In confirming this image, Richard Wright, says Baldwin, creates a character less complex, less ironic, less real.  The novel’s portrayal of African-American life suffers similarly.  “What this means for the novel,” says Baldwin, “is  that a necessary dimension has been cut  away;  this dimension  being the relationship that Negroes  bear  to  one  another,  that  depth of involvement  and  unspoken recognition  of shared experience which creates a way of life.”

This situation is, in fact, common to most protest novels by Black Americans, and has led us all, says Baldwin,

“…to  believe  that  in Negro  life  there  exists  no tradition,  no  field  of  manners,  no  possibility  of ritual…such as may,  for example, sustain the Jew even after  he has left his father’s house.   But the fact is not  that the Negro has no tradition but that there  has as yet arrived no sensibility sufficiently profound  and tough to make this tradition articulate.” (35-36)

Baldwin was writing this in 1951.  It would be only a year later that such a writer would appear: Ralph Ellison, who published Invisible Man in 1952.  Furthermore, fourteen years earlier, in 1937, had appeared a book largely ignored by 1951, a book which, in fact, Richard Wright hated.  That book, only recently rediscovered and currently one of the hottest items in African-American studies, was Zora Neale Hurston’s There Eyes Were Watching God.  I shall return to these two novels shortly.  For now, though, despite what seems to be a certain short-sightedness, this Baldwin essay “Many Thousands Gone” defines as well as any piece of writing ever has a specific irony central to African-American life and related to what I want to say about masks.

Let me try to get at Baldwin’s unique insight by asking this question.  Given that Bigger Thomas is too simplistically drawn, that he is more a social image or racist myth than a real, complex human being—does this mean that Americans, both black and white, should simply forget Bigger Thomas and get on to some other image more real?  Baldwin’s surprising answer is, No.  For Bigger Thomas is constructed out of real fears, growing out of real historical circumstances, issuing real psychological effects.  To forget Bigger Thomas would be to deny an unfortunate, but nonetheless persistent image associated with Black Americans.  To ignore Bigger is the effort of what Baldwin refers to as the New Negro, and in a larger sense this essay is addressed to that “New Negro” and his or her faults even more than it is addressed to Richard Wright and his supposed failings.

Who is the New Negro?  Baldwin writes:

“Aunt Jemima and Uncle Tom are dead,  their places taken by  a  group  of amazingly well-adjusted young  men  and women,  almost as dark,  but ferociously literate, well-dressed and scrubbed,  who are never laughed at, who are not likely ever to set foot in a cotton or tobacco field or  in  any but the most  modern  kitchens.   There are others who remain,  in or odd idiom,  ‘underprivileged;’ some are  bitter  and these come  to  grief;  some are unhappy, but, continually presented with the evidence of a better day soon to come,  are speedily becoming  less so.   Most of them care nothing whatever  about  race. They  want  only  their proper place in the sun  and the right  to be left alone,  like any other citizen of  the republic.   We may all breathe more  easily.   Before, however,  our  joy at the demise of Aunt Jemima or Uncle Tom  approaches the indecent,  we had better ask  whence they sprang, how they lived?” (27)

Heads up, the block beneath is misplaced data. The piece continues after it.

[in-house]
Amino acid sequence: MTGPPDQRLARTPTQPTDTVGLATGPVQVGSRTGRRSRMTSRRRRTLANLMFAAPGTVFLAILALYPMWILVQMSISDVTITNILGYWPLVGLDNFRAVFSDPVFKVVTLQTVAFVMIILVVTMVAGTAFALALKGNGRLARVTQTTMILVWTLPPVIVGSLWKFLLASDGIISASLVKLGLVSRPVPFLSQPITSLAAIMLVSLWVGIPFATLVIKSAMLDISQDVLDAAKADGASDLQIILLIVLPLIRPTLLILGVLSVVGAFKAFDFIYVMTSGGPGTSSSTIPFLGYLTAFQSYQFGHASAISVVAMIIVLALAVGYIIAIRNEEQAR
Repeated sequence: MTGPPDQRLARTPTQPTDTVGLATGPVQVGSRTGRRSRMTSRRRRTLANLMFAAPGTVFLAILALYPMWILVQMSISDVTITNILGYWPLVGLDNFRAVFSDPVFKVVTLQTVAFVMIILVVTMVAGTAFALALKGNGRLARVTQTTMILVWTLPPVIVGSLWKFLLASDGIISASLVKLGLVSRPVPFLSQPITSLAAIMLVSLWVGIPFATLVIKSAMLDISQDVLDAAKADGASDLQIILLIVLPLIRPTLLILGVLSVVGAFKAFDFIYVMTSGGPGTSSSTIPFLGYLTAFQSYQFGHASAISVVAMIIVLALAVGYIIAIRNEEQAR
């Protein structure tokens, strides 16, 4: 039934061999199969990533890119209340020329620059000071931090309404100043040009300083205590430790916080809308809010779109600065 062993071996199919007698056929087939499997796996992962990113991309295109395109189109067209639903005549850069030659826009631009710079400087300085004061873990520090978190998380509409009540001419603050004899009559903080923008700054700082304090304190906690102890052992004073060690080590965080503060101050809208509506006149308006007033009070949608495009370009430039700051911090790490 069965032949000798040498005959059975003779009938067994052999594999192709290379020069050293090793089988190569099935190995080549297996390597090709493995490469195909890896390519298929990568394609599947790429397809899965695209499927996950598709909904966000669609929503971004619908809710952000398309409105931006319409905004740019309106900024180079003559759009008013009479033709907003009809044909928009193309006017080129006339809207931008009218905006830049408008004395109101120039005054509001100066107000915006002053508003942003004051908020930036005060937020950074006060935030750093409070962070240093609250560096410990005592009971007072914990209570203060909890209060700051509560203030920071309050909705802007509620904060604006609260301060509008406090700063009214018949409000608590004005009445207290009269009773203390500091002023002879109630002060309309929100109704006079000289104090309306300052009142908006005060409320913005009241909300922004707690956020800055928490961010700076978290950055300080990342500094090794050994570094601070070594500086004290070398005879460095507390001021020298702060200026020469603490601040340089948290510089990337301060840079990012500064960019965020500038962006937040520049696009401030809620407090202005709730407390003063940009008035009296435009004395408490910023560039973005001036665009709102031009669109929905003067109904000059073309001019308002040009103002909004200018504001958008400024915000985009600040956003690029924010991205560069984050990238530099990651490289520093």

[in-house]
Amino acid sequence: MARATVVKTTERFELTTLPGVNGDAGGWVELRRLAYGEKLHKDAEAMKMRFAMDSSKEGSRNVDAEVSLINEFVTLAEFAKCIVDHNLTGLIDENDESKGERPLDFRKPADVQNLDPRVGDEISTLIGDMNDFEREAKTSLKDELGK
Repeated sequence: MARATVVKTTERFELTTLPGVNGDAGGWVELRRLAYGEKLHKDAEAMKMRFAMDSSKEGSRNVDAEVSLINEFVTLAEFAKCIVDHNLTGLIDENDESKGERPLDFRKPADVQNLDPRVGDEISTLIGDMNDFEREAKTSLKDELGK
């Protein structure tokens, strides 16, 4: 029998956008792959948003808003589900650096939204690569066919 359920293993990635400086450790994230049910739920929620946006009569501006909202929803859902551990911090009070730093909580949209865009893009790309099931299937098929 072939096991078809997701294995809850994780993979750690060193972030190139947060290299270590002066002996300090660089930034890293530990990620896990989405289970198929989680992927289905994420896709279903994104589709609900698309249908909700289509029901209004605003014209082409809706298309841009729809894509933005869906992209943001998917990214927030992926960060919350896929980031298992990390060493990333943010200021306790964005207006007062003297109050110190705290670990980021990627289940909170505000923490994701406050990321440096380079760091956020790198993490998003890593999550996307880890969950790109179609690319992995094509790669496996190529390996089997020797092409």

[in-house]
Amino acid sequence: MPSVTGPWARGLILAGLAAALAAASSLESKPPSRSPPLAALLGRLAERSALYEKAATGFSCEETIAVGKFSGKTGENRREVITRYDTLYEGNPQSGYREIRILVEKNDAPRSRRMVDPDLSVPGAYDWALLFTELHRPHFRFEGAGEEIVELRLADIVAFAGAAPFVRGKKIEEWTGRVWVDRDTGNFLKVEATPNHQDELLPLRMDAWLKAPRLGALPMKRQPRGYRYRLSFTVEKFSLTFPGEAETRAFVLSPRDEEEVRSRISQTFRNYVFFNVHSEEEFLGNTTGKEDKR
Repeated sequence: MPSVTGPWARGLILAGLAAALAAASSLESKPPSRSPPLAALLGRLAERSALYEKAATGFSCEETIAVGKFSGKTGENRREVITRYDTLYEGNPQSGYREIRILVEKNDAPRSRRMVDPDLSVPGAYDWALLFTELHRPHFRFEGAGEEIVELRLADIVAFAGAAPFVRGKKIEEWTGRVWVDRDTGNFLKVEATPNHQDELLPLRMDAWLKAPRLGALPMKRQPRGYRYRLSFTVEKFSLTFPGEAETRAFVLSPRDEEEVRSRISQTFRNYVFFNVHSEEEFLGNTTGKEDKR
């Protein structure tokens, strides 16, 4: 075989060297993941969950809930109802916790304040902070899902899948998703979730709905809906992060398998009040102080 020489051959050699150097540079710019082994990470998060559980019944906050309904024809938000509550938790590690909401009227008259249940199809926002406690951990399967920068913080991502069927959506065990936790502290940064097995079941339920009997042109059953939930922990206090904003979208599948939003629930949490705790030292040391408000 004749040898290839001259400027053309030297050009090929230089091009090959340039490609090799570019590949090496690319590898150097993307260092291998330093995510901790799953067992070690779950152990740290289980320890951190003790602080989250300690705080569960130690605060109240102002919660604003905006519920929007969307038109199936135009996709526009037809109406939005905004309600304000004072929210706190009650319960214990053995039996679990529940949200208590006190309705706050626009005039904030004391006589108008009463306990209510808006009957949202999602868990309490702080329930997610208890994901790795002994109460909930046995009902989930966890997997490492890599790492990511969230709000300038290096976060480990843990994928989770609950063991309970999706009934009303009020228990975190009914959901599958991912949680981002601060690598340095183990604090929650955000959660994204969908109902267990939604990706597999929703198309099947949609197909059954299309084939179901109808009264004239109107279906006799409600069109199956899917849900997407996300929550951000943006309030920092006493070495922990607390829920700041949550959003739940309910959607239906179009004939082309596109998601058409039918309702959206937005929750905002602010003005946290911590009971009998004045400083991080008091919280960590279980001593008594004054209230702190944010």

It is amazing how fresh this passage remains almost forty years later, and how uncannily it describes the minority students I regularly encounter at my college, and in particular those who take my course in African-American literature.  How fervently these students believe in progress.  How they believe things are so much better than in the “old days.”  How they clutch at the notion that all they need is a college degree.  The degree to them is almost magical, not just a ticket to assured prosperity and total fulfillment, but also something that will largely nullify the reality of race.  Said one older Black person with whom I had lunch recently, “These young kids need to realize that no matter what degree they get, they’re still black.”  She said this with a certain amount of fear.  And at a major conference on Civil Rights held just this past January at North Central College, several of our guests urged the students to reconsider Aunt Jemima and Uncle Tom and not sell them short.  As professor Robert Starks of Northeastern Illinois University said, “These old folks did better than most of you are doing today.”

This is Baldwin’s message, too.  The Uncle Toms and Aunt Jemimas, says Baldwin,

“…prepared  our feast tables and our  burial  clothes; and,  if we could boast that we understood them,  it was far  more  to  the  point and far more  true  that  they understood us.   They were, moreover, the only people in the world who did; and not only did they know us better than we knew ourselves, but they knew us better than we knew them…we were driven to conjecture what depths of contempt, what heights of indifference,  what prodigies of  resilience,  what untamable superiority allowed them so vividly to endure, neither perishing nor rising up in body to wipe us from the earth…The black man in  our midst carried murder in his heart,  he wanted vengeance.  We carried murder too, we wanted peace.” (28)

In the end, then, it is not people like Bigger Thomas we really fear.  Bigger is too obviously just a warning, not a real person.  Because his anger is out in the open he comforts us more than disturbs us, for he confirms—he justifies—our feeling that Black people really are violent beasts who need to be kept separate, always rejected.  Nothing is more discomforting than hidden anger.  It’s the Aunt Jemima, the Uncle Tom we really fear.

END of PART 1 — Read PART 2